Influenza cases continued to rise last week, but the rate of increase may be plateauing, according to statistics released by the Maine Center for Disease Control and Prevention on Wednesday.

Maine had a total of 2,307 confirmed cases of the flu for the 2017-18 flu season, which runs from October to May. That number reflects 538 new cases for the week ending Jan. 27.

There were 531 new cases the previous week, and the last three weeks have been the most severe in Maine so far.

So far, 527 Mainers have been hospitalized with the flu. Twenty-eight Mainers have died of flu-related causes this season compared to 71 for the 2016-17 season.

The dominant strain of flu this season is influenza A H3N2, which is causing more severe symptoms.

Colleen Hilton, president of Maine’s Visiting Nurse Association, said the organization decided to host a clinic this Friday in South Portland in response to the severity of the flu season. Typically, the VNA runs clinics in the fall, in advance of or at the very beginnings of flu season. The clinic will be 1-4 p.m. Friday at VNA Home Health Hospice, 50 Foden Road, South Portland.

“We’re very concerned about the elderly and people with chronic conditions at home getting the flu. We have about 400 doses left of the vaccine so we thought we would use them,” Hilton said. “It’s not too late to get a vaccine and try to limit your exposure to the flu.”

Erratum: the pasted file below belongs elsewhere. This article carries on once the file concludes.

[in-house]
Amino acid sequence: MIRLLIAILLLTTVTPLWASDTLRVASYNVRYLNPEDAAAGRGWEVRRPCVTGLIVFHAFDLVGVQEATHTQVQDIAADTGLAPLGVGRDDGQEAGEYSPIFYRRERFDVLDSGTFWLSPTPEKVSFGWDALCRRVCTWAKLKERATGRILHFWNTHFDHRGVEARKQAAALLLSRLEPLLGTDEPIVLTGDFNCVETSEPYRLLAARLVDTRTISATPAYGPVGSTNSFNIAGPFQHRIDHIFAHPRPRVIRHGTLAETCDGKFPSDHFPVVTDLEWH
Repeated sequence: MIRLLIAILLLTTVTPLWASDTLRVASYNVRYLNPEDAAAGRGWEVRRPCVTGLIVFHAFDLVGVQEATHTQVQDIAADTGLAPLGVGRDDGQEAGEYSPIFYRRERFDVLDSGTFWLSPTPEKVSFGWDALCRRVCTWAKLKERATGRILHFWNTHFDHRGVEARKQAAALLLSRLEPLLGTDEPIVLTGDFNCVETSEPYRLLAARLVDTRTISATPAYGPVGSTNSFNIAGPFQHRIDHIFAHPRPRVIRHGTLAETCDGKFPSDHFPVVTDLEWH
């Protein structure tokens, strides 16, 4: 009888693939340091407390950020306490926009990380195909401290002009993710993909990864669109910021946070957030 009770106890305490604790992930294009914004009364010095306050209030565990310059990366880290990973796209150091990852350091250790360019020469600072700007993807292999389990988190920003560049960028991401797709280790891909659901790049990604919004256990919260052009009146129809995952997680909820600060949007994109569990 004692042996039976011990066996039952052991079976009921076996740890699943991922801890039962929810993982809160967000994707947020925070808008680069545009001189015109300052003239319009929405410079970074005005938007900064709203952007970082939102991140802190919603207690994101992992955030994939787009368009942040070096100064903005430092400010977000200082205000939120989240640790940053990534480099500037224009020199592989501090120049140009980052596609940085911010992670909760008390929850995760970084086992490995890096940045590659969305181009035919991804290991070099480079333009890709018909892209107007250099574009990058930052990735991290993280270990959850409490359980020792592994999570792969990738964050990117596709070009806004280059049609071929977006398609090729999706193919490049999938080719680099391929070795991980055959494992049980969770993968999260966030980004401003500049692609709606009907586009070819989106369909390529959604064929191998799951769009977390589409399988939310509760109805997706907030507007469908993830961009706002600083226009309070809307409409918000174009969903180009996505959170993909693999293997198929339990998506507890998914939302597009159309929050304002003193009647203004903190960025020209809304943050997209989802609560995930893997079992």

It’s not known yet how effective the flu vaccine will be this year, but the vaccine is never 100 percent effective because the flu virus is always mutating. In order to get the vaccine on the market in time, scientists must predict months in advance the predominant strains of flu that will be circulating. The vaccine was 48 percent effective in 2016-17 and 59 percent effective in 2015-16, according to the CDC.

For those who contract the flu despite getting immunized, studies show that symptoms are usually much more mild for those who received their flu shots.

The city of Portland will also be hosting a flu clinic, from 11 a.m. to 2 p.m. on Monday, at City Hall in downtown Portland.

Maine had 5,830 confirmed flu cases in 2016-17, although the predominant strain was less virulent, and there were fewer hospitalizations.

Flu activity in Maine is widespread, and the nation is suffering through one of the most severe flu seasons in years, according to the federal CDC, with more than 83,000 confirmed cases across the nation.

The actual number of flu cases is much higher than gleaned from official reports because many people recover at home and are never tested.

Symptoms include fever, chills, muscle aches, swollen lymph nodes, sore throat, headaches, fatigue and coughing.

Hilton said that anecdotally, she’s hearing that this year’s flu season is among the most severe in recent years.

“This year’s flu virus is a pretty resistant strain. People are getting really sick,” Hilton said.

Dr. Dan Jernigan, director of the influenza division at the U.S. CDC, told reporters last week that it’s a “tough flu season” affecting all areas of the country.

“For the past three weeks, the entire country has been experiencing lots of flu, all at the same time,” said Jernigan, according to a transcript posted on the CDC website. “While flu activity is beginning to go down in parts of the country, it remains high for most of the U.S., with some areas still rising.”

Joe Lawlor can be reached at [email protected] or 791-6376

Twitter: @joelawlorph

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